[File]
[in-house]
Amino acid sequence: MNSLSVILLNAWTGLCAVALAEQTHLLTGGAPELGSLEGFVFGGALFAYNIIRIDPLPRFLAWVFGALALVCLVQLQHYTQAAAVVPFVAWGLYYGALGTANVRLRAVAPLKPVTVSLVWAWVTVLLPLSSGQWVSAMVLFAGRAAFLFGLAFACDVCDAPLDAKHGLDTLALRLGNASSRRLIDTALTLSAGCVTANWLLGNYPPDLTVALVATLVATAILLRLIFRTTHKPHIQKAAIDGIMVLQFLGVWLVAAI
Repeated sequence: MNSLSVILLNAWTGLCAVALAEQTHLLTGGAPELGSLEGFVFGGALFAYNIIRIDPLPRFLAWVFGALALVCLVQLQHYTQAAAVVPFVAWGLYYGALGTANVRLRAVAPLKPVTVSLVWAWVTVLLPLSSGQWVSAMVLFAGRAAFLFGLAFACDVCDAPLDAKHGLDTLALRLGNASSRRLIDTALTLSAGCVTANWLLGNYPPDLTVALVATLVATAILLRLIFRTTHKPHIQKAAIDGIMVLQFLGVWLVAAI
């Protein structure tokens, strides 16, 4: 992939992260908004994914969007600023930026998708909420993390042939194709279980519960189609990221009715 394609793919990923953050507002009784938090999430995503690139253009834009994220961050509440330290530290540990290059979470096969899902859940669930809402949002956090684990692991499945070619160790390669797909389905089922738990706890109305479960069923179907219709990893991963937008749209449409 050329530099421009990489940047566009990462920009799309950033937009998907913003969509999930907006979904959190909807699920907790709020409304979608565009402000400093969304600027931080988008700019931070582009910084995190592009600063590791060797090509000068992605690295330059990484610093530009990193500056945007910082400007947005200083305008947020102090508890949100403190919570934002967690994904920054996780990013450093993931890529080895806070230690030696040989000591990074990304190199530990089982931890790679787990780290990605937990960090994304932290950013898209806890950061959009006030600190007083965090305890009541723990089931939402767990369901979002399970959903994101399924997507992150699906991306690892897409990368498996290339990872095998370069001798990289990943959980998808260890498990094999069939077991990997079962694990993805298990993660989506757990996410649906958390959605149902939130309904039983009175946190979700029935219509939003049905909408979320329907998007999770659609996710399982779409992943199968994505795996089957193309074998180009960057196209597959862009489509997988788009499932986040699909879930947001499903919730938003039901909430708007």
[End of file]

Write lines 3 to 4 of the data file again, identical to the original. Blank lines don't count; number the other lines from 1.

Repeated sequence: MNSLSVILLNAWTGLCAVALAEQTHLLTGGAPELGSLEGFVFGGALFAYNIIRIDPLPRFLAWVFGALALVCLVQLQHYTQAAAVVPFVAWGLYYGALGTANVRLRAVAPLKPVTVSLVWAWVTVLLPLSSGQWVSAMVLFAGRAAFLFGLAFACDVCDAPLDAKHGLDTLALRLGNASSRRLIDTALTLSAGCVTANWLLGNYPPDLTVALVATLVATAILLRLIFRTTHKPHIQKAAIDGIMVLQFLGVWLVAAI
């Protein structure tokens, strides 16, 4: 992939992260908004994914969007600023930026998708909420993390042939194709279980519960189609990221009715 394609793919990923953050507002009784938090999430995503690139253009834009994220961050509440330290530290540990290059979470096969899902859940669930809402949002956090684990692991499945070619160790390669797909389905089922738990706890109305479960069923179907219709990893991963937008749209449409 050329530099421009990489940047566009990462920009799309950033937009998907913003969509999930907006979904959190909807699920907790709020409304979608565009402000400093969304600027931080988008700019931070582009910084995190592009600063590791060797090509000068992605690295330059990484610093530009990193500056945007910082400007947005200083305008947020102090508890949100403190919570934002967690994904920054996780990013450093993931890529080895806070230690030696040989000591990074990304190199530990089982931890790679787990780290990605937990960090994304932290950013898209806890950061959009006030600190007083965090305890009541723990089931939402767990369901979002399970959903994101399924997507992150699906991306690892897409990368498996290339990872095998370069001798990289990943959980998808260890498990094999069939077991990997079962694990993805298990993660989506757990996410649906958390959605149902939130309904039983009175946190979700029935219509939003049905909408979320329907998007999770659609996710399982779409992943199968994505795996089957193309074998180009960057196209597959862009489509997988788009499932986040699909879930947001499903919730938003039901909430708007």